One of the oldest–and few remaining–Black British bookshops, started by John La Rose; the George Padmore archive is above the shop.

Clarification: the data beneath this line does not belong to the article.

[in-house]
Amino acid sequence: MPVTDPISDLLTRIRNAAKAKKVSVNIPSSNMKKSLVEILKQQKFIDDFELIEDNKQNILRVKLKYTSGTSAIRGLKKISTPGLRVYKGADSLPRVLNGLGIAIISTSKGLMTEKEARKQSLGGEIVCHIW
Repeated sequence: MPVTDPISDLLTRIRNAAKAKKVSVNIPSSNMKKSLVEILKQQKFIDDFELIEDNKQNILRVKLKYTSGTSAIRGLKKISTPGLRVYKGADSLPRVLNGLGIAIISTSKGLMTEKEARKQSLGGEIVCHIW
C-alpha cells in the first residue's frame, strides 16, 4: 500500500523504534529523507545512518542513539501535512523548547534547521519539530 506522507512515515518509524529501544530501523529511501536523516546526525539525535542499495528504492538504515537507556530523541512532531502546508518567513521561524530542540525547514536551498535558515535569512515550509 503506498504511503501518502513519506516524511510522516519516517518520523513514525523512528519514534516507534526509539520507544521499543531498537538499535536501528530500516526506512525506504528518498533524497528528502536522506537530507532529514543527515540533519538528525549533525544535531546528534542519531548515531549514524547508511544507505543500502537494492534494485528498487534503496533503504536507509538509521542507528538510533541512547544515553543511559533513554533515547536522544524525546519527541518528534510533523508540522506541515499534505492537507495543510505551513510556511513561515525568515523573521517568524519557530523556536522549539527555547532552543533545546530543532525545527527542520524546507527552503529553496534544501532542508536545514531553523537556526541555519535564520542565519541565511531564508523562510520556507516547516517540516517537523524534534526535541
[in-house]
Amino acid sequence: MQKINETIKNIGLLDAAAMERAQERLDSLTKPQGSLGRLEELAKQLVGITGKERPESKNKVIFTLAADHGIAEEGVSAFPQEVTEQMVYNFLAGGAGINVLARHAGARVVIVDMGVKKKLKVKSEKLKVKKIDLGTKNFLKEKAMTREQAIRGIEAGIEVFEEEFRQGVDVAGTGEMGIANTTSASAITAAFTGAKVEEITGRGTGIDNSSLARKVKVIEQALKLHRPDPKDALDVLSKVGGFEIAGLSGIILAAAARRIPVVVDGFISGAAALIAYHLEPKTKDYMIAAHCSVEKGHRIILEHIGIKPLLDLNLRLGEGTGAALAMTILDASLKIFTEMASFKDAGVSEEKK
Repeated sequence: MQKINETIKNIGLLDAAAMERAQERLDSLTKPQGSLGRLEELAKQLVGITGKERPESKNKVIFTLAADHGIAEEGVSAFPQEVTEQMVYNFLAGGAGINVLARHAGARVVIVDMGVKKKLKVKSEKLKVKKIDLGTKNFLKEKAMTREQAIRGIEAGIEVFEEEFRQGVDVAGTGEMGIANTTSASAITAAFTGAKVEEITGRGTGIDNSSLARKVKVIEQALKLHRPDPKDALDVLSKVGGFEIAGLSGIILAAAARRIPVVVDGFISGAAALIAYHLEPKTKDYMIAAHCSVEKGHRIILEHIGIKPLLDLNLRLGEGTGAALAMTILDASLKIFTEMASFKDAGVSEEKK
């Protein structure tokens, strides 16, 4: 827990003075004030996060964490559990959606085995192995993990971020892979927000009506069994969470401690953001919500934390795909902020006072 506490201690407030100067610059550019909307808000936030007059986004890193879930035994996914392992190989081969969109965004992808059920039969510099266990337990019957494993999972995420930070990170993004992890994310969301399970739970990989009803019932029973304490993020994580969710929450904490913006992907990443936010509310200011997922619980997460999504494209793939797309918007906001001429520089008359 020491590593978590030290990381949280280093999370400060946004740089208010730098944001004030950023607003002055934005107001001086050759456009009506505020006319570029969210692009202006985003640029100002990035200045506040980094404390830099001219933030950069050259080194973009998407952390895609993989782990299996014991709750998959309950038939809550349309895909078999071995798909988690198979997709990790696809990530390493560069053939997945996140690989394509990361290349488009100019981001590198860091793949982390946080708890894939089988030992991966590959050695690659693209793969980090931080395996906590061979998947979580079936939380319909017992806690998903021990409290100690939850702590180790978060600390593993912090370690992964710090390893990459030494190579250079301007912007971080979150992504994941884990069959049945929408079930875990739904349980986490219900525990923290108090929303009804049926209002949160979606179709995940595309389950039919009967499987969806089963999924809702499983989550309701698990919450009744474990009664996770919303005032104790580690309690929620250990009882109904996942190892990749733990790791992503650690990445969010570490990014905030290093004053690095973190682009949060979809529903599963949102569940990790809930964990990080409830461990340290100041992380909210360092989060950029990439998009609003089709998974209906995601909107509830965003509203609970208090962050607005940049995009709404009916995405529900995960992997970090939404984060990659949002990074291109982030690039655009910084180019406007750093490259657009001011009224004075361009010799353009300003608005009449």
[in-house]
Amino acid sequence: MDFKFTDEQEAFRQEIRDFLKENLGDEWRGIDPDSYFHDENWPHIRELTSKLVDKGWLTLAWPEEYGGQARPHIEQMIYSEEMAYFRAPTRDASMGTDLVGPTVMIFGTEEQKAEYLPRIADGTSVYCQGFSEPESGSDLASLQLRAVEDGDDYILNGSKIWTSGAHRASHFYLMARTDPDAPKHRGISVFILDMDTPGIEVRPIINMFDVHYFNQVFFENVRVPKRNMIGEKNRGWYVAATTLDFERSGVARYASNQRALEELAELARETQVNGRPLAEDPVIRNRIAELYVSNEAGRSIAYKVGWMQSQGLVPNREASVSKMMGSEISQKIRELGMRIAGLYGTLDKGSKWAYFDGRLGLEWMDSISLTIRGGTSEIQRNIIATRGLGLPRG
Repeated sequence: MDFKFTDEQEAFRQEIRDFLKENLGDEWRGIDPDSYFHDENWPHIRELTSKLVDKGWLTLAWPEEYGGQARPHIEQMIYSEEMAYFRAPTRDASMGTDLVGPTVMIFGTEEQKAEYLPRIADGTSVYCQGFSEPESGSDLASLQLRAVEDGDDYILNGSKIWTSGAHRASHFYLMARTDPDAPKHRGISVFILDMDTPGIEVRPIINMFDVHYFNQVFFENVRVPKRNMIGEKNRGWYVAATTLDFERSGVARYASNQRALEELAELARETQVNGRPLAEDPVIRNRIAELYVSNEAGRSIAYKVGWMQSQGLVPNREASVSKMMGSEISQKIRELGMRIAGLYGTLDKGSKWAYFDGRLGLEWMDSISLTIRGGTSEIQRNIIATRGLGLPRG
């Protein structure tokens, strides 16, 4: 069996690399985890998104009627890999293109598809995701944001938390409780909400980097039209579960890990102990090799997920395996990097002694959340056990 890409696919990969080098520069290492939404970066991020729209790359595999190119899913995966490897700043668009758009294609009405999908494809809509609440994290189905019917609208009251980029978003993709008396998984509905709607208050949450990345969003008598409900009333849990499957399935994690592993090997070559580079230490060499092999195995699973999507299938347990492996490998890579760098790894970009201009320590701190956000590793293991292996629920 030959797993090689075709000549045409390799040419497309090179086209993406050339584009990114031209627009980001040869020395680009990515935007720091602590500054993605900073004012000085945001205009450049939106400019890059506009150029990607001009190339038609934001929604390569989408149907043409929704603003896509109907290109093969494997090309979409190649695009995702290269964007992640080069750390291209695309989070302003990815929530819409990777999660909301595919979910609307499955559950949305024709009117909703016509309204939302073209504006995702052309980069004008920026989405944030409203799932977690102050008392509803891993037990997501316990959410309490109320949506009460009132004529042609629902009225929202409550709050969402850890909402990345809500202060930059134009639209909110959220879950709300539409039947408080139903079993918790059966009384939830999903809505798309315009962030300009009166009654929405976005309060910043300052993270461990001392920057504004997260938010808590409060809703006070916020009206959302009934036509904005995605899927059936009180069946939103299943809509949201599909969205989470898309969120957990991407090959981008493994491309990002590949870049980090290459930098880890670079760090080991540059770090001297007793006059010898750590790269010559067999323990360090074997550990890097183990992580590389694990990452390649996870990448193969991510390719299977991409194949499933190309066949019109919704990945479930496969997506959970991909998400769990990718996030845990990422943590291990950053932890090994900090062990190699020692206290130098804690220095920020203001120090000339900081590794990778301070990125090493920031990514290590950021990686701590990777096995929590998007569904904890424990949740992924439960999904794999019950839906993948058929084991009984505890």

The George Padmore Institute is housed above one of the last remaining Black British cxbookshops (http://www.georgepadmoreinstitute.org/archive/about). In fact, the bookshop, New Beacon, and the archives are closely linked, as they are based around the papers of the man who started the bookshop, John La Rose. The archives, according to their website, “cover independent cultural, educational and political activity during periods of social tension and change, particularly during the 1960s-1990s”. I was particularly interested in finding out information about the Supplementary Schools movement, in which Black activists (often parents)—frustrated at the British school system’s indifference to or even hostility to their children—formed Saturday and after-school classes to teach both “traditional” class subjects such as reading and mathematics, but also the history of their own people. What I found in the archives was that they often had to produce their own materials—there are, for example, short biographies (with vocabulary words underlined!) of people like Alexander Bustamante, Frank Worrall, and the Mighty Sparrow, to name a few. But they also borrowed material; one surprise I found was the reproduction of several short biographies of African-Americans (Wilt Chamberlain, Elizabeth Eckford, Paul Laurence Dunbar) from an American company called the Scientific Research Associates—these “SRAs” were used in my own childhood school classroom. (I always thought that SRA stood for Short Reading Assignment!) The GPI Archive shows the determination of parents to provide their children with reading that had meaning.